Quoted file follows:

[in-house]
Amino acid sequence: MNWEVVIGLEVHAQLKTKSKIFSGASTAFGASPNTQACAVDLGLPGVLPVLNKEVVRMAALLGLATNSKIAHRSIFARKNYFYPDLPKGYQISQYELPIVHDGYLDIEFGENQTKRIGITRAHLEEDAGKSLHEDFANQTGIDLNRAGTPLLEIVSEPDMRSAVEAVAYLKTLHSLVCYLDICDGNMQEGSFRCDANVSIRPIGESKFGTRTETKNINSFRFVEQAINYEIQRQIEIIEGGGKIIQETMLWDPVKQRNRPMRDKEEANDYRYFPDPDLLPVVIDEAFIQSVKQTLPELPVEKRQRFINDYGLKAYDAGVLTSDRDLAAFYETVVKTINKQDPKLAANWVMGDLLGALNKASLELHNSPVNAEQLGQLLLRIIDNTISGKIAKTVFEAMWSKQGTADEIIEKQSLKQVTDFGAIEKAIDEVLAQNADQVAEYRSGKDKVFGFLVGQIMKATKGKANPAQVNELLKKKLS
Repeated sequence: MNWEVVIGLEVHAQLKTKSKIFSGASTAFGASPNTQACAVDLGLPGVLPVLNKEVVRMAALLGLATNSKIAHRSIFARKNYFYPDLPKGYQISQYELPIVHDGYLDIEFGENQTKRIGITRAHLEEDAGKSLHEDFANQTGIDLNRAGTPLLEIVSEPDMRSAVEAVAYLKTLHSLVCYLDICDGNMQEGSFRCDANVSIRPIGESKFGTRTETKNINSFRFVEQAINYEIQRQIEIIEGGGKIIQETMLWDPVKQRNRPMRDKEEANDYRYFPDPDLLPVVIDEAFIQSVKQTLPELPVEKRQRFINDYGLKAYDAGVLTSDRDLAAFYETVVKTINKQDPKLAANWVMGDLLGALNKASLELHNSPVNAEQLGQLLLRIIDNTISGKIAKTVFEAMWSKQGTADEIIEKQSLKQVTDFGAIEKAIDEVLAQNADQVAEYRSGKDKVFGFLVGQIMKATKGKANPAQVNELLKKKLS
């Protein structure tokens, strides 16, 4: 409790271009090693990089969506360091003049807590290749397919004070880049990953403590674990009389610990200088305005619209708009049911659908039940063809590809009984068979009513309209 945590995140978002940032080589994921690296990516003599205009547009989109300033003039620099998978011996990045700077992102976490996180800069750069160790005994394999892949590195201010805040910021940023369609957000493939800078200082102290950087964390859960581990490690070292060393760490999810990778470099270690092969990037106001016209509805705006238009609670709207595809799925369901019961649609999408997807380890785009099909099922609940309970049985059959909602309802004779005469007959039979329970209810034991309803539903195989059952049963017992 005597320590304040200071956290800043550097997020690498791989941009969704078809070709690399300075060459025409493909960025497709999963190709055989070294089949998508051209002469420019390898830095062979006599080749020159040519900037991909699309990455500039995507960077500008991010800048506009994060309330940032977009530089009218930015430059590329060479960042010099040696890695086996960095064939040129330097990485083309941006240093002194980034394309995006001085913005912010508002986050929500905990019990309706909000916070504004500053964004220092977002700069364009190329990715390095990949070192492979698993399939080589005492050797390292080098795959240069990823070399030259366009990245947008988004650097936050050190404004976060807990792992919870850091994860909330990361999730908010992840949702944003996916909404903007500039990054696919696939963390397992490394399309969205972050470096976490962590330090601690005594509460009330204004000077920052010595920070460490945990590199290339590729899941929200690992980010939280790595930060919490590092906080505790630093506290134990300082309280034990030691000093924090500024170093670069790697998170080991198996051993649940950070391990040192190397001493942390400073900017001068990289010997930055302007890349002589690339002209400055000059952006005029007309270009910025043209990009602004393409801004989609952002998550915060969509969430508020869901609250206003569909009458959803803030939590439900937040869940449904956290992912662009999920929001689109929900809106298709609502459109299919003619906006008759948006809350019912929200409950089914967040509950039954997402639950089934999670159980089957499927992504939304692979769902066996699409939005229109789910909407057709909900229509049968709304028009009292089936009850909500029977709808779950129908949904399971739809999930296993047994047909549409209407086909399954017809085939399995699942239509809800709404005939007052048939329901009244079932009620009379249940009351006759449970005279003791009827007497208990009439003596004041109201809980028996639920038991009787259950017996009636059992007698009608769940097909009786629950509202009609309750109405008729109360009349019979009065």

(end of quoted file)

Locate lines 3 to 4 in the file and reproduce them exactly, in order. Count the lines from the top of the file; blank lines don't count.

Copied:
Repeated sequence: MNWEVVIGLEVHAQLKTKSKIFSGASTAFGASPNTQACAVDLGLPGVLPVLNKEVVRMAALLGLATNSKIAHRSIFARKNYFYPDLPKGYQISQYELPIVHDGYLDIEFGENQTKRIGITRAHLEEDAGKSLHEDFANQTGIDLNRAGTPLLEIVSEPDMRSAVEAVAYLKTLHSLVCYLDICDGNMQEGSFRCDANVSIRPIGESKFGTRTETKNINSFRFVEQAINYEIQRQIEIIEGGGKIIQETMLWDPVKQRNRPMRDKEEANDYRYFPDPDLLPVVIDEAFIQSVKQTLPELPVEKRQRFINDYGLKAYDAGVLTSDRDLAAFYETVVKTINKQDPKLAANWVMGDLLGALNKASLELHNSPVNAEQLGQLLLRIIDNTISGKIAKTVFEAMWSKQGTADEIIEKQSLKQVTDFGAIEKAIDEVLAQNADQVAEYRSGKDKVFGFLVGQIMKATKGKANPAQVNELLKKKLS
């Protein structure tokens, strides 16, 4: 409790271009090693990089969506360091003049807590290749397919004070880049990953403590674990009389610990200088305005619209708009049911659908039940063809590809009984068979009513309209 945590995140978002940032080589994921690296990516003599205009547009989109300033003039620099998978011996990045700077992102976490996180800069750069160790005994394999892949590195201010805040910021940023369609957000493939800078200082102290950087964390859960581990490690070292060393760490999810990778470099270690092969990037106001016209509805705006238009609670709207595809799925369901019961649609999408997807380890785009099909099922609940309970049985059959909602309802004779005469007959039979329970209810034991309803539903195989059952049963017992 005597320590304040200071956290800043550097997020690498791989941009969704078809070709690399300075060459025409493909960025497709999963190709055989070294089949998508051209002469420019390898830095062979006599080749020159040519900037991909699309990455500039995507960077500008991010800048506009994060309330940032977009530089009218930015430059590329060479960042010099040696890695086996960095064939040129330097990485083309941006240093002194980034394309995006001085913005912010508002986050929500905990019990309706909000916070504004500053964004220092977002700069364009190329990715390095990949070192492979698993399939080589005492050797390292080098795959240069990823070399030259366009990245947008988004650097936050050190404004976060807990792992919870850091994860909330990361999730908010992840949702944003996916909404903007500039990054696919696939963390397992490394399309969205972050470096976490962590330090601690005594509460009330204004000077920052010595920070460490945990590199290339590729899941929200690992980010939280790595930060919490590092906080505790630093506290134990300082309280034990030691000093924090500024170093670069790697998170080991198996051993649940950070391990040192190397001493942390400073900017001068990289010997930055302007890349002589690339002209400055000059952006005029007309270009910025043209990009602004393409801004989609952002998550915060969509969430508020869901609250206003569909009458959803803030939590439900937040869940449904956290992912662009999920929001689109929900809106298709609502459109299919003619906006008759948006809350019912929200409950089914967040509950039954997402639950089934999670159980089957499927992504939304692979769902066996699409939005229109789910909407057709909900229509049968709304028009009292089936009850909500029977709808779950129908949904399971739809999930296993047994047909549409209407086909399954017809085939399995699942239509809800709404005939007052048939329901009244079932009620009379249940009351006759449970005279003791009827007497208990009439003596004041109201809980028996639920038991009787259950017996009636059992007698009608769940097909009786629950509202009609309750109405008729109360009349019979009065």